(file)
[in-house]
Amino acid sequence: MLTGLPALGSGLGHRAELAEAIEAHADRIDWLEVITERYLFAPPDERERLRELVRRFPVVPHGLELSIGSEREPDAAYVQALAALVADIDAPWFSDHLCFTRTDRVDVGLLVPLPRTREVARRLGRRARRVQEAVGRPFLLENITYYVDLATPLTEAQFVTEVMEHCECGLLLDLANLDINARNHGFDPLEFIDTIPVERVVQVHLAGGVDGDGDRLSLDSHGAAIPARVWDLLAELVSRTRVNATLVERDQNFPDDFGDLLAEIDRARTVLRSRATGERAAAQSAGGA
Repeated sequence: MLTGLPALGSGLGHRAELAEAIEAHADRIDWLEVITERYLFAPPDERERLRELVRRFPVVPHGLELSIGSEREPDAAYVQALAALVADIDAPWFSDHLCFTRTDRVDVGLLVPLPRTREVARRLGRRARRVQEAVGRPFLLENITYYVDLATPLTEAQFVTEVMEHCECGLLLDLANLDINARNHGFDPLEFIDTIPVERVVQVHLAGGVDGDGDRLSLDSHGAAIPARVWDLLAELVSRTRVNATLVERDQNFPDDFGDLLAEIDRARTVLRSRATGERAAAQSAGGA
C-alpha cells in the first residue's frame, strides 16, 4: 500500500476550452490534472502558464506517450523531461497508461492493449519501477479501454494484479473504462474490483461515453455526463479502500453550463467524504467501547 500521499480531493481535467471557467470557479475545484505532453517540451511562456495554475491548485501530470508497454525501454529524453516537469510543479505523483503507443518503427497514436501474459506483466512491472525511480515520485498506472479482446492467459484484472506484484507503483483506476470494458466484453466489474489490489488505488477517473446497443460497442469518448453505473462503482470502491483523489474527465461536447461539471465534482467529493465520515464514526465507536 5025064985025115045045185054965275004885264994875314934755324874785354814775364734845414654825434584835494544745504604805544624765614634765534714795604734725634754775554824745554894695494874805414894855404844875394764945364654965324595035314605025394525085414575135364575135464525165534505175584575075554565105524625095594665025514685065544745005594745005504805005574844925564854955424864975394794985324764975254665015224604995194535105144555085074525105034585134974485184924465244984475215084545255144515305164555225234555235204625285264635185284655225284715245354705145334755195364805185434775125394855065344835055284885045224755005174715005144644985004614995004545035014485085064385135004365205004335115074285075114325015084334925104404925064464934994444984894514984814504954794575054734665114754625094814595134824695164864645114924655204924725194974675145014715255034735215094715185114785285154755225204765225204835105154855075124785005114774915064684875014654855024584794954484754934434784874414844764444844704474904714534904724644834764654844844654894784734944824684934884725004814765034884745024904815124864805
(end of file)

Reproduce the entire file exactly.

[in-house]
Amino acid sequence: MLTGLPALGSGLGHRAELAEAIEAHADRIDWLEVITERYLFAPPDERERLRELVRRFPVVPHGLELSIGSEREPDAAYVQALAALVADIDAPWFSDHLCFTRTDRVDVGLLVPLPRTREVARRLGRRARRVQEAVGRPFLLENITYYVDLATPLTEAQFVTEVMEHCECGLLLDLANLDINARNHGFDPLEFIDTIPVERVVQVHLAGGVDGDGDRLSLDSHGAAIPARVWDLLAELVSRTRVNATLVERDQNFPDDFGDLLAEIDRARTVLRSRATGERAAAQSAGGA
Repeated sequence: MLTGLPALGSGLGHRAELAEAIEAHADRIDWLEVITERYLFAPPDERERLRELVRRFPVVPHGLELSIGSEREPDAAYVQALAALVADIDAPWFSDHLCFTRTDRVDVGLLVPLPRTREVARRLGRRARRVQEAVGRPFLLENITYYVDLATPLTEAQFVTEVMEHCECGLLLDLANLDINARNHGFDPLEFIDTIPVERVVQVHLAGGVDGDGDRLSLDSHGAAIPARVWDLLAELVSRTRVNATLVERDQNFPDDFGDLLAEIDRARTVLRSRATGERAAAQSAGGA
C-alpha cells in the first residue's frame, strides 16, 4: 500500500476550452490534472502558464506517450523531461497508461492493449519501477479501454494484479473504462474490483461515453455526463479502500453550463467524504467501547 500521499480531493481535467471557467470557479475545484505532453517540451511562456495554475491548485501530470508497454525501454529524453516537469510543479505523483503507443518503427497514436501474459506483466512491472525511480515520485498506472479482446492467459484484472506484484507503483483506476470494458466484453466489474489490489488505488477517473446497443460497442469518448453505473462503482470502491483523489474527465461536447461539471465534482467529493465520515464514526465507536 5025064985025115045045185054965275004885264994875314934755324874785354814775364734845414654825434584835494544745504604805544624765614634765534714795604734725634754775554824745554894695494874805414894855404844875394764945364654965324595035314605025394525085414575135364575135464525165534505175584575075554565105524625095594665025514685065544745005594745005504805005574844925564854955424864975394794985324764975254665015224604995194535105144555085074525105034585134974485184924465244984475215084545255144515305164555225234555235204625285264635185284655225284715245354705145334755195364805185434775125394855065344835055284885045224755005174715005144644985004614995004545035014485085064385135004365205004335115074285075114325015084334925104404925064464934994444984894514984814504954794575054734665114754625094814595134824695164864645114924655204924725194974675145014715255034735215094715185114785285154755225204765225204835105154855075124785005114774915064684875014654855024584794954484754934434784874414844764444844704474904714534904724644834764654844844654894784734944824684934884725004814765034884745024904815124864805